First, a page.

My Art and God’s Calling for Me
In 1964, the year of my conversion, when Jesus Christ transformed my life, my life was tipped upside down. Visual art had meant much to me before this, but now it seemed to be much less important. Once it was my obsession, but now fearful that it would become an idol once again and supplant my love of God, I did very little art during the first three years after my conversion. Then God began to deal with me, through others and directly, to pick up my brushes and pencils and go to work with them. He didn’t show me what the content of my art should be. There were art projects that people asked me to do that helped me to get back into working. But for most artists, it is the self-initiated projects where the artist discovers what is in himself and what he is capable of doing.
As I groped with various things that came into my head, I began the long search to find that which was best for me to do. I soon realized that being a Christian artist did not mean that my art always had to have a Christian content, but I realized that since Christ was the center of my life, then He had to be the center of my art. What form my art should take was something I would find out through years of visual exploration. I tried many forms of visual expression, but now, in retrospect, as I look back over the years since my conversion, I found myself being drawn to expressing the Bible through illuminated calligraphy. It seemed as if I had unconsciously found the right answer for the content of my visual expression many times before I realized years later that it was to be illuminated scriptures. The Bible was what shaped me as a Christian, and slowly, without my being fully aware of it, the Bible gave form to my visual expression. It was less a self-conscious choice than something to which I was repeatedly drawn, would leave for a time, only to be drawn back again.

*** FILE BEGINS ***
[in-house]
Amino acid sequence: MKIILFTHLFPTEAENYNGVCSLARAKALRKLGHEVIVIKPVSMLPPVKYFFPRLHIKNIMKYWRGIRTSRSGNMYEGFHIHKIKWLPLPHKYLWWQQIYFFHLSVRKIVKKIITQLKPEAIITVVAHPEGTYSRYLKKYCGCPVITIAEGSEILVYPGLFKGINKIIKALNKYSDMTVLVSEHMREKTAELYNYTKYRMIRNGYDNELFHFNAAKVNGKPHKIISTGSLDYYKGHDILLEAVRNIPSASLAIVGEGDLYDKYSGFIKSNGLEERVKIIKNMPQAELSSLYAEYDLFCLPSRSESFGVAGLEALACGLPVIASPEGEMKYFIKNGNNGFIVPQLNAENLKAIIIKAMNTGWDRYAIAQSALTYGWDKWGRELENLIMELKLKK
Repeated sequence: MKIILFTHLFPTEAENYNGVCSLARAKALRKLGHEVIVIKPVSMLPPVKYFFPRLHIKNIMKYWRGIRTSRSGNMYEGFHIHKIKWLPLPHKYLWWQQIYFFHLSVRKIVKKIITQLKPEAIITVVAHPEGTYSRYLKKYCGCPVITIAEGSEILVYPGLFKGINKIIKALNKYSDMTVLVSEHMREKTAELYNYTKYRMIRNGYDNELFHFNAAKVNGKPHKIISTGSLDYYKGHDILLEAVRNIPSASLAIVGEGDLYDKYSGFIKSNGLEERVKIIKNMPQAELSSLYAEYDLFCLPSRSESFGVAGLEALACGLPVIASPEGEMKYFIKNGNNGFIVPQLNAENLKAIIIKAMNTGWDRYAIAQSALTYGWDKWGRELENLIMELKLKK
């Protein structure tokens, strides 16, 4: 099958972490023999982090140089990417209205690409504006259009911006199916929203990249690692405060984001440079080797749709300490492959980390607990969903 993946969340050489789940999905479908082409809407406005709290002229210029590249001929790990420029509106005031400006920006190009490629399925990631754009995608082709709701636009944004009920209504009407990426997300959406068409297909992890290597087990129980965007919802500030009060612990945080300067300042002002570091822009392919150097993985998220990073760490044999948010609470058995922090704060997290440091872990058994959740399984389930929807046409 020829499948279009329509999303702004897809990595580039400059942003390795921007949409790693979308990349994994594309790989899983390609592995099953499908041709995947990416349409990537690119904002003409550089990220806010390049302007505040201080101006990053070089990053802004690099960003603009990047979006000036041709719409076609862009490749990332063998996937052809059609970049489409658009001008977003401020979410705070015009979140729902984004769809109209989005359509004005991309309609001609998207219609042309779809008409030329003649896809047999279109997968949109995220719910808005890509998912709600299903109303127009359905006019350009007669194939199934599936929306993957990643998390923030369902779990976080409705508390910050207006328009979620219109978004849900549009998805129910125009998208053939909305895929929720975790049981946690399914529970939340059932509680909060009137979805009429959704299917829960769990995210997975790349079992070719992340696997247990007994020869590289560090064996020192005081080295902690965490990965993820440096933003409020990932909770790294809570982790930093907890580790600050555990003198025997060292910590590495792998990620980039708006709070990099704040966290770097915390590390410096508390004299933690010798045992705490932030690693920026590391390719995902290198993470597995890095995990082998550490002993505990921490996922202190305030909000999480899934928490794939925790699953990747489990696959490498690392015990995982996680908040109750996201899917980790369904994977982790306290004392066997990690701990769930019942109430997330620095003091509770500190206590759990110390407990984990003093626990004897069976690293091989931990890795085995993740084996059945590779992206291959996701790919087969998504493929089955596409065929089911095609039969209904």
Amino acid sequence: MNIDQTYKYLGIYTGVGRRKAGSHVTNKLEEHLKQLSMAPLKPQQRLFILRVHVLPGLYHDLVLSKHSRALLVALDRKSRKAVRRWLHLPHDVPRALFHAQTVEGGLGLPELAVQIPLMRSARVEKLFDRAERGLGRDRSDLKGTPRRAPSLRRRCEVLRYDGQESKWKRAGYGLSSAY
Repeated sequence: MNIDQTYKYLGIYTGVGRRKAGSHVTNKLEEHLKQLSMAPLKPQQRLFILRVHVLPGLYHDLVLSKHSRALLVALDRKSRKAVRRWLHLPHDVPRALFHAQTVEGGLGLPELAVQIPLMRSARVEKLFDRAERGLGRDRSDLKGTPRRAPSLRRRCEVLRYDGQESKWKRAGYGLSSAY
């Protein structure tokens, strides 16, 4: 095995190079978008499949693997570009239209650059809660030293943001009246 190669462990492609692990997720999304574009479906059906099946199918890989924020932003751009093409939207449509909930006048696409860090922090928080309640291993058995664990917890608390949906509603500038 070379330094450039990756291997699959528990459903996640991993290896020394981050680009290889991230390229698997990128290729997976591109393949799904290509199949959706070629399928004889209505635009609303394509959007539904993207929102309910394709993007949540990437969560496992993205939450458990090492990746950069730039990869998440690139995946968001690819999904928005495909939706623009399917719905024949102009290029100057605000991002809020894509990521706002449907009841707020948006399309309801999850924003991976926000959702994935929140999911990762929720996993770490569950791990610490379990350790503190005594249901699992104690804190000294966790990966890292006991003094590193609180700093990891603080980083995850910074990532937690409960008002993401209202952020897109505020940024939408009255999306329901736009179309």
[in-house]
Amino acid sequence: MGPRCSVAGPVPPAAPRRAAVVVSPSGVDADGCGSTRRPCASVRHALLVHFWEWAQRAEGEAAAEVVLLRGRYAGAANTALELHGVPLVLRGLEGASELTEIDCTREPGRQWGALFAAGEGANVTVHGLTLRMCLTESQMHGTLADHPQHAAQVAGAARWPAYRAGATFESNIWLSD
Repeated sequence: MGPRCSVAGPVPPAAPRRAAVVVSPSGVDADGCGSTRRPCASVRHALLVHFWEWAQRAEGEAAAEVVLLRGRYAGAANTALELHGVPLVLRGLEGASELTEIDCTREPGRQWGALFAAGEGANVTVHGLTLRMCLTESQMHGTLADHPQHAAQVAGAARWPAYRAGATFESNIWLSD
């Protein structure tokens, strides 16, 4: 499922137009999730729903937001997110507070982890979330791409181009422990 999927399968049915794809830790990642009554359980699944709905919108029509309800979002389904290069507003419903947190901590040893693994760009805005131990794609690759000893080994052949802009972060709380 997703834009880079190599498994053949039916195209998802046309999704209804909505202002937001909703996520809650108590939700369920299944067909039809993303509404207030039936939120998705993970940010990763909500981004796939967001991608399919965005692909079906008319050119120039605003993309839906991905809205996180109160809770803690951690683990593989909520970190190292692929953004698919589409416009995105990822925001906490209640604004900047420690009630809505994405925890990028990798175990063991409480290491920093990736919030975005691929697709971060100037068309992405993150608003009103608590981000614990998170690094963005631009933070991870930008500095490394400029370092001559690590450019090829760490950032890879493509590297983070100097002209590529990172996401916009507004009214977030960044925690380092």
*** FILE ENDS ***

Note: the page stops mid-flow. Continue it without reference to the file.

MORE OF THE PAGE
There were other things that interested me: the world of nature and the world of geometry. Sometimes I pursued my love of nature; sometimes, my love of mathematical form. More and more these two things would fuse together with my love of beautiful lettering and my attraction to the truth of the writings of the scripture. An artist works best when he makes visible that which he loves best. My love for God has waxed and waned, but since my conversion, it has always, been there, and I have always returned to it. Or to express it another way, God has returned to me as I have turned my attention to Him. It is not, of course, that He has left me, for He is always there, but that I have left Him. I leave Him less and less now, because I find that when I am away from His presence life soon becomes intolerable. His hooks have sunk deeper into me, and for that I am thankful.
Other artists seek self-expression, but more and more I have sought to express the Creator. Once I was obsessed with the creation, but now I am more able to see the Creator in the creation. Art is a very spiritual thing and the artist must be careful about what is being expressed. He must be careful not to fall into the trap of egotism that plagues the visual artist. Artists can be the most insufferable egotists. Art can become one long love affair with one’s own self where the artist becomes his own God. I know this because it has been true of me. As I see it, the artist is meant to hold up his magnifying glass to God’s creation and step back while the viewer sees the beauty of that creation. The only true creator is the Creator Himself. The artist has the task of revealing beauty, not making it. He himself should be the agent of the Creator, showing dull eyes what they have missed in the glory that is all around them. I see the beauty that is there and reveal it to you, the viewer. This is my happy task, revealing the beauty of what God has made so others may be drawn to the beauty that is God Himself, revealed in the Creation, and, finally, in the Person of Jesus Christ Our Lord.